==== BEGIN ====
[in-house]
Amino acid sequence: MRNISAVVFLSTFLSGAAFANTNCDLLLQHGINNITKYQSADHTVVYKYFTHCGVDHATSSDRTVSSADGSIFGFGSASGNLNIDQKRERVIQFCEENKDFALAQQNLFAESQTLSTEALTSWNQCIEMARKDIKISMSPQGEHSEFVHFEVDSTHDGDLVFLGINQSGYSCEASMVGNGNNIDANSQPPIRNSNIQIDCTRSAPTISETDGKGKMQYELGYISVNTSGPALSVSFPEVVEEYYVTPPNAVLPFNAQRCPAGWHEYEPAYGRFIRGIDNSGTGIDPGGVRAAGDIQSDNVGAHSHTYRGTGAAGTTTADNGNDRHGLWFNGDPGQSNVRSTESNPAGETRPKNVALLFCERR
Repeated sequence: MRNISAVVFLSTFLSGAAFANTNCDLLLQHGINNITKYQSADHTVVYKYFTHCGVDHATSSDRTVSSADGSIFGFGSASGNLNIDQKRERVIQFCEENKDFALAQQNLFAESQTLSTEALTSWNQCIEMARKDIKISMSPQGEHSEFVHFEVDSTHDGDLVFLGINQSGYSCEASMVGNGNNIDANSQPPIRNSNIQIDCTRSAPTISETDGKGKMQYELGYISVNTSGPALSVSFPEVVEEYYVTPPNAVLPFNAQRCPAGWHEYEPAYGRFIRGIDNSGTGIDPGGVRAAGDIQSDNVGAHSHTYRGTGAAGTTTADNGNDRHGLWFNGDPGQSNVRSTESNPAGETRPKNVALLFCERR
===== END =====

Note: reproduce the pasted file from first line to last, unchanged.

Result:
[in-house]
Amino acid sequence: MRNISAVVFLSTFLSGAAFANTNCDLLLQHGINNITKYQSADHTVVYKYFTHCGVDHATSSDRTVSSADGSIFGFGSASGNLNIDQKRERVIQFCEENKDFALAQQNLFAESQTLSTEALTSWNQCIEMARKDIKISMSPQGEHSEFVHFEVDSTHDGDLVFLGINQSGYSCEASMVGNGNNIDANSQPPIRNSNIQIDCTRSAPTISETDGKGKMQYELGYISVNTSGPALSVSFPEVVEEYYVTPPNAVLPFNAQRCPAGWHEYEPAYGRFIRGIDNSGTGIDPGGVRAAGDIQSDNVGAHSHTYRGTGAAGTTTADNGNDRHGLWFNGDPGQSNVRSTESNPAGETRPKNVALLFCERR
Repeated sequence: MRNISAVVFLSTFLSGAAFANTNCDLLLQHGINNITKYQSADHTVVYKYFTHCGVDHATSSDRTVSSADGSIFGFGSASGNLNIDQKRERVIQFCEENKDFALAQQNLFAESQTLSTEALTSWNQCIEMARKDIKISMSPQGEHSEFVHFEVDSTHDGDLVFLGINQSGYSCEASMVGNGNNIDANSQPPIRNSNIQIDCTRSAPTISETDGKGKMQYELGYISVNTSGPALSVSFPEVVEEYYVTPPNAVLPFNAQRCPAGWHEYEPAYGRFIRGIDNSGTGIDPGGVRAAGDIQSDNVGAHSHTYRGTGAAGTTTADNGNDRHGLWFNGDPGQSNVRSTESNPAGETRPKNVALLFCERR